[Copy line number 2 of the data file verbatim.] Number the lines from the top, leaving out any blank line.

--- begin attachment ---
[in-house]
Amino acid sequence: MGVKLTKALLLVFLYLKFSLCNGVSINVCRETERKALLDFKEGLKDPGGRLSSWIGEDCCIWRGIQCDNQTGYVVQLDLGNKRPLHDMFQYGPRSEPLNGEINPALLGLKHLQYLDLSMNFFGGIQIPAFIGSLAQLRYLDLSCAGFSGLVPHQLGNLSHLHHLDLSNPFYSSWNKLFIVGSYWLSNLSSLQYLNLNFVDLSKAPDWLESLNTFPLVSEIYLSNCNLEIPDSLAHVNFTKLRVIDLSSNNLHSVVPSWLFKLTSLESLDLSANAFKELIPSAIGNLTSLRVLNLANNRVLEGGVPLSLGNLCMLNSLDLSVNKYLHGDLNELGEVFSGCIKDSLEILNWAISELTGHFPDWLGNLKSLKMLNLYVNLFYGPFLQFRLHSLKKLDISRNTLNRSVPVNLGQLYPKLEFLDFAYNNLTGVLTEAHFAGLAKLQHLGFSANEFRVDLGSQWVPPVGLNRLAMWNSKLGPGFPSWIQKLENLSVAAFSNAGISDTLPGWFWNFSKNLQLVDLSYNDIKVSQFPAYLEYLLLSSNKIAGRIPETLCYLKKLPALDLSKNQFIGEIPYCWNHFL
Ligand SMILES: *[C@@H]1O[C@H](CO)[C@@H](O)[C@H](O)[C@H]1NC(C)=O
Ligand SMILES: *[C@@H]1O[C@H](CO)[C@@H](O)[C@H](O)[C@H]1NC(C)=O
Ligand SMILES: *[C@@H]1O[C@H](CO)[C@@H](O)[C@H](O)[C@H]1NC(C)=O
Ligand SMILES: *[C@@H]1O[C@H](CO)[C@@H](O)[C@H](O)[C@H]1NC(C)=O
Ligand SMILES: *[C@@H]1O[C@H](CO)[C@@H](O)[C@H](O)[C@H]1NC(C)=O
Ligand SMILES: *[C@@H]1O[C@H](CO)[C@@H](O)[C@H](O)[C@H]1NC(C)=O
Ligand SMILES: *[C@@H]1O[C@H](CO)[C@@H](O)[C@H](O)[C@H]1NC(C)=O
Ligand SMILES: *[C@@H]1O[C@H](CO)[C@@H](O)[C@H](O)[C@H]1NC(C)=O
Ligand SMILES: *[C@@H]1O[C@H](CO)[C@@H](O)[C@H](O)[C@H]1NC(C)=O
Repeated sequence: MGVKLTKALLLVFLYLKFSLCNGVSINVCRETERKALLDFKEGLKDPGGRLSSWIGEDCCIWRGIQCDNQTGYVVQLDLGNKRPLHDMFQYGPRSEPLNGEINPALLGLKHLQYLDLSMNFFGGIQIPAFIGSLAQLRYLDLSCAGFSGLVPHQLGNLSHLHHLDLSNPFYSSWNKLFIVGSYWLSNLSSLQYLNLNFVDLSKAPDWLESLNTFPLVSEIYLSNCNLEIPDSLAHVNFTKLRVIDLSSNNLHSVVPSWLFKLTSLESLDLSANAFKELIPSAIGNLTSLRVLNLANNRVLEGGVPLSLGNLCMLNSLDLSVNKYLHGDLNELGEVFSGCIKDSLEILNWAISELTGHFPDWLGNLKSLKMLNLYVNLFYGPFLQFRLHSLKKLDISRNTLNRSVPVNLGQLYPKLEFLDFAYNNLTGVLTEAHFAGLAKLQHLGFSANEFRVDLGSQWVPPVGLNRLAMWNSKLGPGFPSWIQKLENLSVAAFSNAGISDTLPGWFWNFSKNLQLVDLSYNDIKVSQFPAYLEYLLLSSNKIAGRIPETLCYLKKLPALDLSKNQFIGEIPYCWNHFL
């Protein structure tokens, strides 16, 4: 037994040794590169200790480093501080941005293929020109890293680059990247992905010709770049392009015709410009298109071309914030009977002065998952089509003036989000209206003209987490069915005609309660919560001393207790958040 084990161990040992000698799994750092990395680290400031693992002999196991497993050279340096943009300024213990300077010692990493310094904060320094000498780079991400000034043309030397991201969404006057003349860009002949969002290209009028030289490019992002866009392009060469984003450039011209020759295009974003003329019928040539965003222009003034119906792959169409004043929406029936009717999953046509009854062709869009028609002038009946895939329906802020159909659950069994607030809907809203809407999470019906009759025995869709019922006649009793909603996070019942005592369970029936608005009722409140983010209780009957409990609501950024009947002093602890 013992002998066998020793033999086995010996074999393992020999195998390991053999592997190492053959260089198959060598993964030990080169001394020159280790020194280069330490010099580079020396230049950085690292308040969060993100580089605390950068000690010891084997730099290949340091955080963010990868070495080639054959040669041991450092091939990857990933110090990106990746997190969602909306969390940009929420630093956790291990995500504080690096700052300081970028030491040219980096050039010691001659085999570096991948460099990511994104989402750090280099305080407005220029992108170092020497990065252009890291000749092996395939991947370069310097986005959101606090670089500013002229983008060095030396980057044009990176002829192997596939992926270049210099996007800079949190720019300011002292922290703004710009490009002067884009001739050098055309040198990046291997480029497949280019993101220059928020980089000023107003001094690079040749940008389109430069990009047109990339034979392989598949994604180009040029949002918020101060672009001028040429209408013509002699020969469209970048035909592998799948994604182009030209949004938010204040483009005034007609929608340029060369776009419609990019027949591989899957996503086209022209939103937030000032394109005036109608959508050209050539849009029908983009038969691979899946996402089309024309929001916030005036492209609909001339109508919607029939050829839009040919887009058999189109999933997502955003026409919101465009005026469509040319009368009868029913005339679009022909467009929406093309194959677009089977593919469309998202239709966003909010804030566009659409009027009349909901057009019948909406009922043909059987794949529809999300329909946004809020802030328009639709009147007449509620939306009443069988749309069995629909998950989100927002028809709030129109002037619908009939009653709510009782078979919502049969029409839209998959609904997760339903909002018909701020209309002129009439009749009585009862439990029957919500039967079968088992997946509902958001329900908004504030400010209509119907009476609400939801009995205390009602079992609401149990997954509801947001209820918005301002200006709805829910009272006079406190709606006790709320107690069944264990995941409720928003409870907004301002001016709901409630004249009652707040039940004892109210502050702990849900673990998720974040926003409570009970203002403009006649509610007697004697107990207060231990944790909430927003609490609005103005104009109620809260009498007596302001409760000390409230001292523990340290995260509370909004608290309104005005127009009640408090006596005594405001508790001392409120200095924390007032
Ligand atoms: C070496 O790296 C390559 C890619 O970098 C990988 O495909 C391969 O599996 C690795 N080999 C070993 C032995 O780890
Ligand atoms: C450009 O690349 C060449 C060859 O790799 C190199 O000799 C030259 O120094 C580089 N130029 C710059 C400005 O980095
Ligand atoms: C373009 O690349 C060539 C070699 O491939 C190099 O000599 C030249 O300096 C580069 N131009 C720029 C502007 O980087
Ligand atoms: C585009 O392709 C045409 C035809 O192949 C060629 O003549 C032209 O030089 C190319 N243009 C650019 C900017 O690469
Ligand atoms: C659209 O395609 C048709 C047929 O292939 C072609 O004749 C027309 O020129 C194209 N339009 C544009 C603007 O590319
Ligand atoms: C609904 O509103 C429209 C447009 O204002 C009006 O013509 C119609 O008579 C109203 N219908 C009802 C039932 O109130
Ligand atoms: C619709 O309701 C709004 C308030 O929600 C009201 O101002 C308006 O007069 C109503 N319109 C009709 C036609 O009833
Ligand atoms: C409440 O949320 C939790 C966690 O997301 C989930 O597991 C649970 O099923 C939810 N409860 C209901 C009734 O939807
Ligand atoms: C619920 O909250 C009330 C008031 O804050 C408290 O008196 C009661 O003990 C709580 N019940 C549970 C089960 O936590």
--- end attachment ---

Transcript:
Amino acid sequence: MGVKLTKALLLVFLYLKFSLCNGVSINVCRETERKALLDFKEGLKDPGGRLSSWIGEDCCIWRGIQCDNQTGYVVQLDLGNKRPLHDMFQYGPRSEPLNGEINPALLGLKHLQYLDLSMNFFGGIQIPAFIGSLAQLRYLDLSCAGFSGLVPHQLGNLSHLHHLDLSNPFYSSWNKLFIVGSYWLSNLSSLQYLNLNFVDLSKAPDWLESLNTFPLVSEIYLSNCNLEIPDSLAHVNFTKLRVIDLSSNNLHSVVPSWLFKLTSLESLDLSANAFKELIPSAIGNLTSLRVLNLANNRVLEGGVPLSLGNLCMLNSLDLSVNKYLHGDLNELGEVFSGCIKDSLEILNWAISELTGHFPDWLGNLKSLKMLNLYVNLFYGPFLQFRLHSLKKLDISRNTLNRSVPVNLGQLYPKLEFLDFAYNNLTGVLTEAHFAGLAKLQHLGFSANEFRVDLGSQWVPPVGLNRLAMWNSKLGPGFPSWIQKLENLSVAAFSNAGISDTLPGWFWNFSKNLQLVDLSYNDIKVSQFPAYLEYLLLSSNKIAGRIPETLCYLKKLPALDLSKNQFIGEIPYCWNHFL